Paragraph 39 of the report is as follows : -
On the same morning, 10th August, 1916, Father Shaw called at Parliament House, and
Haw Senator Long. Senator Long, in his evidence before the Commission, stated that Father Shaw handed him a bundle of notes to the value of £1.290 as a gratuity in recognition of their friendship, and of certain hospitality which had from time to time been extended’ by him to Father Shaw. Senator
Long further stated that he had, at various times, lent Father Shaw small sums of money approaching, in the aggregate, about £300; but that the amount of £1,290 received by him was not in repayment of these loans.
The latter part is obviously an error. I made it perfectly clear that it was a repayment. Otherwise the above paragraph, is perfectly correct, and is in accord with the statement I made to the Commission, and that I reaffirm here and now.
Paragraph 41 is as follows: -
An examination of Senator Long’s banking account at the Commonwealth. Bank, Melbourne, shows that he paid into that account on the 4th September, 1916, the’ sum of £2,400. When questioned before the Commission, he stated that the £1,290 received from Father Shaw formed part of that sum of £2,400, and that the balance comprised winnings in betting transactions at race meetings held at Flemington and Caulfield on the 19th August, 1916, and the 2nd September, 1916; but he could give no particulars of the wagers or of the bookmakers with whom he had dealings. The Commission is of opinion that the whole of the £2,400 in question was received by Senator Long from Father Shaw as consideration for political influence used, or believed by Father Shaw to have been used, or represented by Senator Long to have been used, by Senator Long-
You can trace Mr. Starke very clearly in the phrasing of this paragraph - in connexion with the purchase by the Commonwealth of the Shaw Wireless Works.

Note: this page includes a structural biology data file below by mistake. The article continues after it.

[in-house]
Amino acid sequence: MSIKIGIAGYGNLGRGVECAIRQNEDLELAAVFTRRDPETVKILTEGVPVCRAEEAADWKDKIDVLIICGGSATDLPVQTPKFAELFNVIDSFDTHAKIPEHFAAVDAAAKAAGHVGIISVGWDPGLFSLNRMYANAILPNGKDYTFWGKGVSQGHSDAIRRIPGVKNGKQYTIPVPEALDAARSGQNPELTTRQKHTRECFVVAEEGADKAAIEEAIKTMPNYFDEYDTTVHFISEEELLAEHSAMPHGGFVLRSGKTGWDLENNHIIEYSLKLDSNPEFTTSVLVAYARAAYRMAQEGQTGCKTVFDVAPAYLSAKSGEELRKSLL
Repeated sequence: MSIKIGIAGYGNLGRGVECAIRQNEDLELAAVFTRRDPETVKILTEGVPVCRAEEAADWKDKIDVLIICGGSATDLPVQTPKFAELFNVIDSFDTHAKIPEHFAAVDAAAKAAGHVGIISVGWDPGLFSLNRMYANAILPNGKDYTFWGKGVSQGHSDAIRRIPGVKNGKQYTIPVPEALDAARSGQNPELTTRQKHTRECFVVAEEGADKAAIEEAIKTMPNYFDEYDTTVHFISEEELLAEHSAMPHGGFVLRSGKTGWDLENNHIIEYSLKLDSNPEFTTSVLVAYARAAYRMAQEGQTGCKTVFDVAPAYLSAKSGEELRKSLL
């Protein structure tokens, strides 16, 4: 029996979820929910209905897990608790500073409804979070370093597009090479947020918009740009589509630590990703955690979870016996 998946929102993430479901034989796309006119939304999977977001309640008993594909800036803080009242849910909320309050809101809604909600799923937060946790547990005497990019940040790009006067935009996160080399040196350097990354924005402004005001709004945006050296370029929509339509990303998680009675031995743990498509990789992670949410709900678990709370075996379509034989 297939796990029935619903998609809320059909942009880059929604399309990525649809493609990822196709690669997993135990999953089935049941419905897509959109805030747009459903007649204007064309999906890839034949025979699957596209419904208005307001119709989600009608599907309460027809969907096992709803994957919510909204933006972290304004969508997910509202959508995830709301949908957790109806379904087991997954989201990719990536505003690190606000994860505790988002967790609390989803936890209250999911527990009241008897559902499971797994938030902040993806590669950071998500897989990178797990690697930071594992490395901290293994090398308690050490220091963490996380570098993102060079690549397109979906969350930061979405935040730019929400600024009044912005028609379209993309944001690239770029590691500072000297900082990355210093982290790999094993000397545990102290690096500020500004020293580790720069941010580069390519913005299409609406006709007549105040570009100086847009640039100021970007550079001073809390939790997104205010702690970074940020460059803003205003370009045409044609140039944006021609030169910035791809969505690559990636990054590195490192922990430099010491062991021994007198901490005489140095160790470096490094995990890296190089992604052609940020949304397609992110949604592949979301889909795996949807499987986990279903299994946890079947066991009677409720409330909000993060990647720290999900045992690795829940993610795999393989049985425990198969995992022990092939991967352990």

The statement I made to the Commission regarding the amount of money I received from Father Shaw in the Senate clubroom on the 19th August is true in every particular. The statement that I made regarding my racing transactions, which the Chairman of the Commission promised would npt be made public, is perfectly true. Two years or more had elapsed. Every record - that one. does not keep more than a week or two, or a month at the outside - of these events had disappeared, and I had to rely absolutely upon my memory regarding those wagers. On the 19th August of that year, there was a race meeting at Flemington. I know it is a long time ago, and possibly Senator Russell may not remember what happened, but he may remember that on that day Ir and quite a number of other members of the Federal Parliament who speculate a little on horses, had somewhat of a decent win on a horse called “ Bridges.” On that day, I won some- thing like from £300 to £340. After the fourth race, I left with Mr. A. S. Baillieu in his motor car, joined the express train at Spencer-street, and travelled to Sydney. I remained in Sydney over the Sunday, Monday, Tuesday, and Wednesday, leaving there on the return journey on the Wednesday. I went , to Sydney with the other members of the Board of Trustees of the Australian Soldiers’ Repatriation Fund to attend a meeting to be held there on the Tuesday. The Commonwealth Bank was opened on the Monday. The late Father Shaw saw me at the Senate clubroom on Saturday, 19th, August, at between half-past 11 and twenty minutes to 12. He handed me that money, but I had no more idea than any other member of the Senate what amount was in that roll. He said, and these are his words, “ I do not know what I owe you, Long, old man “ - or perhaps he said “ Jim,” I forget which - *’ but I think this will square it.” A minute afterwards he left the House, and I- never saw him again conscious. I went to the races at Flemington. I left in the afternoon for Sydney, and on my. return I made inquiries about Father Shaw, who was ill, and died a few days afterwards. Eight or ten days later there was a race meeting at Caulfield, and I had very good luck, as I backed Prince Bardolph in the Memsie Stakes. Coming back to town, Mr. Jack Kellow and some other friends had dinner at Hosie’s Hotel. On the Monday morning afterwards, 4th September, settling day, I quite openly took that money and placed it to the credit of my account in the Commonwealth Bank. I made no attempt to hide the fact that I had the money. If I had felt guilty of having done something improper I could easily have invested the money through some brokers. But I deposited in the bank all the money I had, less a small amount I always keep in my locker, and the whole of my monetary transactions were made available, without any hesitation, to members of the Commission.